The Echo Dot is always listening for its wake word, "Alexa." Say it, and the Dot will light up and listen to your question or command.

Tyler Lizenby/CNET

"Alexa" is Amazon's cloud-connected, voice-activated virtual assistant. She's Siri in a speaker. You wake her up by saying her name, or by saying one of your two other wake word options, "Amazon" or "Echo." The array of microphones inside of the Echo Dot is always listening, and when they hear the wake word, they'll record whatever you say next and send it off through the cloud to Amazon's servers. Those servers will figure out what you're asking for, then tell Alexa how to respond. All of this happens in about a second.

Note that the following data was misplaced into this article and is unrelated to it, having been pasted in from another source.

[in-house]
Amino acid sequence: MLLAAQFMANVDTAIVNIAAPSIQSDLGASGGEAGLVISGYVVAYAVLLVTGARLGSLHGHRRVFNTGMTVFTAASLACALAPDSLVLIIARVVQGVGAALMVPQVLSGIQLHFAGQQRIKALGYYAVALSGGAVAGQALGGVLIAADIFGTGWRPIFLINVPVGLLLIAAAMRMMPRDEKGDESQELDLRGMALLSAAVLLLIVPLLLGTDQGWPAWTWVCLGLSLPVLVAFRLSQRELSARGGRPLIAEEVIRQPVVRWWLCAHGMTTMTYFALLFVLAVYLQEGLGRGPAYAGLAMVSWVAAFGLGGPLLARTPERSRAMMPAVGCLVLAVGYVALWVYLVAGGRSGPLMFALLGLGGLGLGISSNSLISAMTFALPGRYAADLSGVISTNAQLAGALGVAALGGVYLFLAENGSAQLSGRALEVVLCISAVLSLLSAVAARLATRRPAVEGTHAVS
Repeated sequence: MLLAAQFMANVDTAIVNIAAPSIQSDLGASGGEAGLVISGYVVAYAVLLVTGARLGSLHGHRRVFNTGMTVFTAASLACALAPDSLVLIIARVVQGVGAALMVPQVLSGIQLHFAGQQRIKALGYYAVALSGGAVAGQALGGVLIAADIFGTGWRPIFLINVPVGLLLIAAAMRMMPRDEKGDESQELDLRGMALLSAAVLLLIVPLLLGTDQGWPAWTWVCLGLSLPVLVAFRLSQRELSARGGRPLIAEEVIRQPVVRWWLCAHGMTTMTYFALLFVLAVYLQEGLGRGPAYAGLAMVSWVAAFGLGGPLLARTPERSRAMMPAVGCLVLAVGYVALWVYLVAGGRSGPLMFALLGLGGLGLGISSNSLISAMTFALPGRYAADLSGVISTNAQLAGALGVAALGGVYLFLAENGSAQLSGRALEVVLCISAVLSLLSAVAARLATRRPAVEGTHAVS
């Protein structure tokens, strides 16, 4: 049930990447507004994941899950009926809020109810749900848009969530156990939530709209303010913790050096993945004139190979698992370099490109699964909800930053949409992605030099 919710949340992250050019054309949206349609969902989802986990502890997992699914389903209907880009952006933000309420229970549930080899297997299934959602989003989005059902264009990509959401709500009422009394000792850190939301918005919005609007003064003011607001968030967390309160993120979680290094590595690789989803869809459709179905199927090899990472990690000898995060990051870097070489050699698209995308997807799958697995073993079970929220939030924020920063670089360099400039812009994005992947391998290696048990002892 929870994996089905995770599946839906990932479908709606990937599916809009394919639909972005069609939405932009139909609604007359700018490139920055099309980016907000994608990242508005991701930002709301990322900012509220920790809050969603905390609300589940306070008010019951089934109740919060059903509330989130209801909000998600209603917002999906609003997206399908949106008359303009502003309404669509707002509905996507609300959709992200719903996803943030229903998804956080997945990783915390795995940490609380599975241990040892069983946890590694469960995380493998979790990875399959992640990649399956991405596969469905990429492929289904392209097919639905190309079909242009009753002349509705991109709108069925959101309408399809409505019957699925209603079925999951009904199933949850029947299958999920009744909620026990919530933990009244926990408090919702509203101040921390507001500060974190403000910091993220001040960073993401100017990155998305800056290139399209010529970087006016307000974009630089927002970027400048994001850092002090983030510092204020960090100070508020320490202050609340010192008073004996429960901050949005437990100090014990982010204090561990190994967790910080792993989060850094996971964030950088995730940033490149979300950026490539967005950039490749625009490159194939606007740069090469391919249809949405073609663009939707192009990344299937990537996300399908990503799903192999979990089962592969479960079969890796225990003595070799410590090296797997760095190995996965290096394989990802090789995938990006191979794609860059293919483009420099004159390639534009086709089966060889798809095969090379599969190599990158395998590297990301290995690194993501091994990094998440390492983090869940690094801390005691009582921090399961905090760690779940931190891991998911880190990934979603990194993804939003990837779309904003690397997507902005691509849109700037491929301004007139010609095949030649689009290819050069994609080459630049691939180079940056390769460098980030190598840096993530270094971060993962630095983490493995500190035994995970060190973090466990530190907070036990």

You can ask Alexa to do all sorts of things. For starters, she can stream music from Amazon Prime Music, Pandora, or Spotify. She can can play podcasts from iHeartRadio or TuneIn. She can set kitchen timers. She can look up facts. She can wake you up in the morning. She can tell your kids painfully bad jokes. She can read off the day's headlines from whatever news sources you like (including, ahem, CNET). All you have to do is ask.